The Middle East has long been a complex and difficult concept to understand. It has had a extraordinarily turbulent past, chock full of land and religious conflicts, extending back at least two thousand years. This topic can be challenging for students and even adults to understand and visualize. We have heard about Middle Eastern conflicts in the news and in the history books but there have been rare opportunities to visualize the space in which these conflicts occur.
I propose a digital project which will focus on the Middle Eastern conflict during a small window of time, 1977 to 1982 (The years of Jimmy Carter’s Presidency). I will create an interactive map which will help high school age students understand, visualize, and interact with events in the Middle East. Since there were so many contested areas and spaces within the region, creating an interactive map would be quite helpful. I was inspired by the Cameron Blevins Houston mapping project, Mining and Mapping the Production of Space: A View of the World From Houston. The concept of visualizing a space to better understand its history is a compelling idea that I hope will carry through this project.
Project Description and Comparative Project
In order to bring this project to life I hope to use a website called Story Maps. This is a fascinating tool which encourages users to harness the power of maps to tell a story. The service allows you to use a background map and then move through the map in a similar fashion to a prezi. It allows you to embed photographs, text captions, videos, and even audio files to help curate and tell a story. It boasts the fact that you can pull from Twitter, Flickr, YouTube, Vimeo, Vine, Dailymotion, Google Maps, Wikipedia, SoundCloud, Document Cloud among other sites. This allows for fantastic integration of various sources.
There is a really great example from the Washington Post which used this service to explain the way Isis is currently carving out a new country for itself. It created a map where you can click through text, photos, and videos. It is really cool and you can check it out here! My goal is to come up with something similar to this. I will use these tools to set the background for the conflict in the Middle East in the lead-up to the Camp David Accords which were signed by Israel and Egypt in 1979. I hope that I can highlight locations such as the Gaza Strip, to tell the story of how the Camp David Accords came about.
Why Should This be Digital?
Space is hard to conceptualize in the context of history. Maps are great tools to help people understand this. Also, the Middle East is a difficult place to visit. This would allow people to learn about physical space without actually being present.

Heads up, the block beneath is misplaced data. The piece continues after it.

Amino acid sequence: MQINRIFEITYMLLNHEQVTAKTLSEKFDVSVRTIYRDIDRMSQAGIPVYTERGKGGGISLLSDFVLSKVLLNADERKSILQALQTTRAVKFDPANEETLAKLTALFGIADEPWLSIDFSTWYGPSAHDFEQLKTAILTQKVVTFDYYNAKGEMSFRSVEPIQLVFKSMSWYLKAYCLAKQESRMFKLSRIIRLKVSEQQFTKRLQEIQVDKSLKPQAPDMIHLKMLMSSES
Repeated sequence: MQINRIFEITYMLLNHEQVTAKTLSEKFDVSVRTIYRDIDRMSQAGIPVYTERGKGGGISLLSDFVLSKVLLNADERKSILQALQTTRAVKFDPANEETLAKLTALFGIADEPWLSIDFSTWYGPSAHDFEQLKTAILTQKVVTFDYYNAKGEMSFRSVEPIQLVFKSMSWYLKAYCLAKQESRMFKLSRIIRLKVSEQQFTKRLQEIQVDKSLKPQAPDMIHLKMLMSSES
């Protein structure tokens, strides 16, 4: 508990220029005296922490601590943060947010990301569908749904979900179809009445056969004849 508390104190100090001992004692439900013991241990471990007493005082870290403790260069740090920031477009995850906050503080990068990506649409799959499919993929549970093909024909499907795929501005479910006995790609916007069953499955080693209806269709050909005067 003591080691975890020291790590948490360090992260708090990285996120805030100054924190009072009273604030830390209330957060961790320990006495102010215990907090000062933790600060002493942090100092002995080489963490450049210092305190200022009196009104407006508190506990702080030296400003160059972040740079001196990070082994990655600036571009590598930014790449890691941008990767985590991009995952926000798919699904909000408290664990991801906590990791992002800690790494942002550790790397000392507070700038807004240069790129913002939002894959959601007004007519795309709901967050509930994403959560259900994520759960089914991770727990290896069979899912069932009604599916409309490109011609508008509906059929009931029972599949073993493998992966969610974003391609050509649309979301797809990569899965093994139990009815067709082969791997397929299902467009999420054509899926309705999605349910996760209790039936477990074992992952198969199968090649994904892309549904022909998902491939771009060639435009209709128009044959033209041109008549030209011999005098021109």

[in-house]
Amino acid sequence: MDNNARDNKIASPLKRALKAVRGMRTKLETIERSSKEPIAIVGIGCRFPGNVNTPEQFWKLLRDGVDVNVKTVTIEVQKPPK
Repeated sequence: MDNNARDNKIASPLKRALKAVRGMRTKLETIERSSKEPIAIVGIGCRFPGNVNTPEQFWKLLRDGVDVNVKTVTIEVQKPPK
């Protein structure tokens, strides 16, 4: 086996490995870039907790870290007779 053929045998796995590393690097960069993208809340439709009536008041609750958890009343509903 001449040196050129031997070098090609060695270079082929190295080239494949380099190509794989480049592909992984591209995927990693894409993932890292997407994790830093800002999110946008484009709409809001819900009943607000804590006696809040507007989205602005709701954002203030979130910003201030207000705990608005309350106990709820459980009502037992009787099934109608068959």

Audience, Publicity, and Outreach
I came up with the idea for this project because of the current research I am doing for my Public History Practicum class. For that class we are working with NPR and their archives of All Things Considered to curate a playlist of content related to their news coverage of the Camp David Accords. This final project will be used by students working on projects for National History Day. In doing my research for that project I got sucked in by trying to figure out the why of it all and kept coming back to how Middle East events culminated in the Camp David Accords. I think this has the potential to be a fascinating companion project that could be added as related link to this other project. I hope that it will also be useful to NPR and that they will include it as a link on the National History Day website. That is the ultimate goal. I also hope they will possibly allow me to embed pieces of audio from All Things Considered into this map!
One Reply to “Digital History Project Proposal: Mapping Middle Eastern Conflict- Lina Mann”
A significant topic and a great idea for an approach to building a narrative. I think you are right in identifying that StoryMaps could be a good platform to do this kind of story telling in.
It’s great to see you writing explicitly about audiences. The connection to National History Day is great in that it can give you a very specific set of intended users. To that end, it would be great to try and think a bit about what you want those students to take away from their experience in engaging with this map based storytelling. As you’ve noted, the region and it’s history are complex, so it will be important to sort through what you want your users to take away with engaging with the interpretation that you develop.